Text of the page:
Changes in temperature cause pipes to expand and contract, and joints can become loose. However, leaky pipes may not be immediately visible or accessible so keep an eye out for evidence of watermarks on walls and ceilings and act quickly if you spot anything. Something as simple as a dripping tap could be the sign of something more severe!

At MyBuilder, even though we have approved hundreds of thousands of jobs over the years, we still come across jobs when it is not clear which type of tradesman should be working on the project. Sometimes the whole job could be done just as well by professionals across different trades; for other jobs, several individuals across different trades may be needed to complete the work.

See if you know which type of tradesman could do the following:

– Who fits a power shower – a bathroom fitter, electrician or plumber?

– You want some new garden decking to be built, who can build the decking for you?

– You see mould growing on the walls of your bedroom – who do you call?

You can find out the answers below; see how many you can get out of the 13 in total!

Fitting a power shower – Replacing an old or broken power shower is actually just a small plumbing job, since the electrics are already there. However, if there isn’t an existing power shower and one is being fitted for the first time, you do need an electrician or a plumber who is part P certified (to do the electrics).

Window sills – if you had to replace any windows, you would ask for a window fitter to do the job. But what about the window sills? Damage to window sills, especially for older properties is common and can easily ruin the appearance of a house. It does depend on the property, as if the window sills are made from brick, a bricklayer is probably the most skilled tradesman in this instance to undertake the work. If the window sill is made from wood, a joiner could be the better option as they can replace the old and potentially damaged wood; or it could be a stonemason if the window sills are made from stone. If the windows need to be replaced then it could be a job for a window fitter, who would look at replacing the whole area and can find the relevant tradesmen to work on the project as a whole.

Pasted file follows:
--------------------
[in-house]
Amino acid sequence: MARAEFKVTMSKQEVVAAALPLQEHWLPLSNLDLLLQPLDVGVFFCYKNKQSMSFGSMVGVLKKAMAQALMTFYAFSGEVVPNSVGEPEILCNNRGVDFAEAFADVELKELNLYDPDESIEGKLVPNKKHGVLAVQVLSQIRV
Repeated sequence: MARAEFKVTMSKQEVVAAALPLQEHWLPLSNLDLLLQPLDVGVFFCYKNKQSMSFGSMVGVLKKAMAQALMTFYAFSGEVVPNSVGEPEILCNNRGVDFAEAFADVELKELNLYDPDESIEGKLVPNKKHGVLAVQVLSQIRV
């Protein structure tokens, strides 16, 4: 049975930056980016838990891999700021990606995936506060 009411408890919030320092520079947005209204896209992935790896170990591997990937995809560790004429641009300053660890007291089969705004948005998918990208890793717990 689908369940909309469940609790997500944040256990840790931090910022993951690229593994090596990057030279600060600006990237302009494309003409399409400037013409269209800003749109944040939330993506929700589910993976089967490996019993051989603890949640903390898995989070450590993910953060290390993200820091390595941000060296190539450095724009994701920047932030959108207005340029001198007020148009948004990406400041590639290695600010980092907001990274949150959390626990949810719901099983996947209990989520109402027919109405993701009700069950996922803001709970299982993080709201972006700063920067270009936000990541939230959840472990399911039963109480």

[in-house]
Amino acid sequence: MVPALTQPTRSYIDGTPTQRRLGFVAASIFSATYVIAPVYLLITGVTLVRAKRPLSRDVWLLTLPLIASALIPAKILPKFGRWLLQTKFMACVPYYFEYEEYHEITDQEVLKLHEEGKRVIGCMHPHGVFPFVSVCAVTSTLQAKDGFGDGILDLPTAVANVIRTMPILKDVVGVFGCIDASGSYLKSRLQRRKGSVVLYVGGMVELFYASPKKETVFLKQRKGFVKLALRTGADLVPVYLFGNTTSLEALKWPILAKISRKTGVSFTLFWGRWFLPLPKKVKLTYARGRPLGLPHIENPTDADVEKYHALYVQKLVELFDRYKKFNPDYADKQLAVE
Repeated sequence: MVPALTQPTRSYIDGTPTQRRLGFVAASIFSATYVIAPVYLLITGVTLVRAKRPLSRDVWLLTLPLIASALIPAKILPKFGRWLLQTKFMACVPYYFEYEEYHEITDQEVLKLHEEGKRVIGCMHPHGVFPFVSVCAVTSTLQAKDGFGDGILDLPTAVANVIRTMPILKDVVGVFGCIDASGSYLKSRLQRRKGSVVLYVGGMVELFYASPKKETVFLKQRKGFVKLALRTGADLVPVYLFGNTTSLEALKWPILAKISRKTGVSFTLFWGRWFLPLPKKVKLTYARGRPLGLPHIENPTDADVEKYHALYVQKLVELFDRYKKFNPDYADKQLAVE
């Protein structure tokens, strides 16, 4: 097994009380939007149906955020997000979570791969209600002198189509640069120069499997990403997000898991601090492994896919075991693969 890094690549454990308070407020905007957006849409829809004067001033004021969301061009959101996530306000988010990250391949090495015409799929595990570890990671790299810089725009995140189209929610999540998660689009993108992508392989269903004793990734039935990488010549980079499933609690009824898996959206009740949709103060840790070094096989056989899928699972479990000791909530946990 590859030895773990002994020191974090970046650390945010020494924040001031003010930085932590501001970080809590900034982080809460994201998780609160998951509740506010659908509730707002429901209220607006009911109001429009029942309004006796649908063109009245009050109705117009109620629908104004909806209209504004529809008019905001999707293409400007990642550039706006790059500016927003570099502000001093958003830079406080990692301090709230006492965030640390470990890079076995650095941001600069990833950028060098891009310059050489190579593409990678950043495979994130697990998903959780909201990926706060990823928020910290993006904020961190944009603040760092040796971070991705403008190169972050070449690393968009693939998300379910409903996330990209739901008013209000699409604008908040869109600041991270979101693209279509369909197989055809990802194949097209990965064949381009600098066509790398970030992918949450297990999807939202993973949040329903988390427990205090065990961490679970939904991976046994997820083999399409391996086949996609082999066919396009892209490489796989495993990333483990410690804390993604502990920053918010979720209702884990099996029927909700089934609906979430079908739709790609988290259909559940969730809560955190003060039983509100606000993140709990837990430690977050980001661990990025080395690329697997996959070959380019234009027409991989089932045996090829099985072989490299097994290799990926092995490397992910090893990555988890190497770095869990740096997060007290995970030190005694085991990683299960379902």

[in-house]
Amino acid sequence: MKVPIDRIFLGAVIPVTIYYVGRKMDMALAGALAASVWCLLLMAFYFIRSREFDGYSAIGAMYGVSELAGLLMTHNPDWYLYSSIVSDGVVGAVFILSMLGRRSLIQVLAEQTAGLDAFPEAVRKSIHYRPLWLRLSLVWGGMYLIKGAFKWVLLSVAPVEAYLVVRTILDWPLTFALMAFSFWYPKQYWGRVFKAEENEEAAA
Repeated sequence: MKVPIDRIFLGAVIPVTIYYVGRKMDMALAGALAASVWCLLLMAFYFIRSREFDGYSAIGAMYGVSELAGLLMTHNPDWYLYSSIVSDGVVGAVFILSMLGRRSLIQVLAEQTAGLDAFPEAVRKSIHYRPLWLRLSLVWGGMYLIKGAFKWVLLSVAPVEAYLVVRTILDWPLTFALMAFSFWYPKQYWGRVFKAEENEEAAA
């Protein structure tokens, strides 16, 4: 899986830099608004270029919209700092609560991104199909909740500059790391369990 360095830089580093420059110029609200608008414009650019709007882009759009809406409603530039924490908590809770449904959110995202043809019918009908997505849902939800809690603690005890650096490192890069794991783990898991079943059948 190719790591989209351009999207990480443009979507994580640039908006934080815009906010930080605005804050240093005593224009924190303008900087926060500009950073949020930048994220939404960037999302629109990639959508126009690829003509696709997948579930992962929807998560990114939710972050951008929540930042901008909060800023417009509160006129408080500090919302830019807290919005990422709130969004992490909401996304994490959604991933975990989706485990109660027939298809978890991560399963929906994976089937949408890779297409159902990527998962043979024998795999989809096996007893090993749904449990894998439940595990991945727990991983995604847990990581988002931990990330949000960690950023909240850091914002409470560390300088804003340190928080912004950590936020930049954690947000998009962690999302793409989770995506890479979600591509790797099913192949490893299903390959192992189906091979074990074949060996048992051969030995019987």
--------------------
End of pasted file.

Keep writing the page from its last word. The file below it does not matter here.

Kitchen worktops – it might be too expensive to have a brand new kitchen fitted, so instead you just want to change the kitchen worktops, especially if they’ve been scratched and a bit worn after years of use. Although kitchen fitters can fit various types of kitchen worktops, carpenters are equally skilled and competent enough to do the installation – it is not uncommon for kitchen fitters to have experience as carpenters.

solid-wood-worktop-mjwoodgate

UPVC doors – if you want new UPVC windows fitted, you would call upon a window fitter. But what about UPVC doors? For normal internal doors, carpenters are skilled enough to be able to hang them at the right height so they do not scrape the floor or have a large gap between the door and the floor or ceiling. However, fitting UPVC doors can be quite different, and so we recommend using a window fitter, as there are similarities when fitting UPVC doors to fitting UPVC windows, but do check with them first.

Floor tiling – if you want tiles laid e.g. on your bathroom or kitchen floor, it can be tricky to decide between a flooring fitter or a tiler. Whilst flooring fitters may know how to lay tiles, it is more likely that a tiler will know how to tile a floor so that it looks immaculate!

porcelain-tiling-mtctiling

Flashing (weatherproofing) can be tricky as it could utilise the skills of a roofer or a chimney specialist, especially if the area to be worked on is in and around a chimney stack. The answer for which tradesman should be used is not straightforward, however roofers are likely to be a good first port of call, who may involve chimney specialists if needed.

Garden decking – often gardeners can work on most aspects of the garden, including fencing, but what about decking? Some landscape gardeners can build decking, but can often also be done by builders and carpenters. Our suggestion is to put garden decking jobs for landscape gardeners, as not only will they possibly be able to do it themselves (and if they can’t they will probably know someone who can), but they can help with the design and implementation in conjunction with the rest of the garden.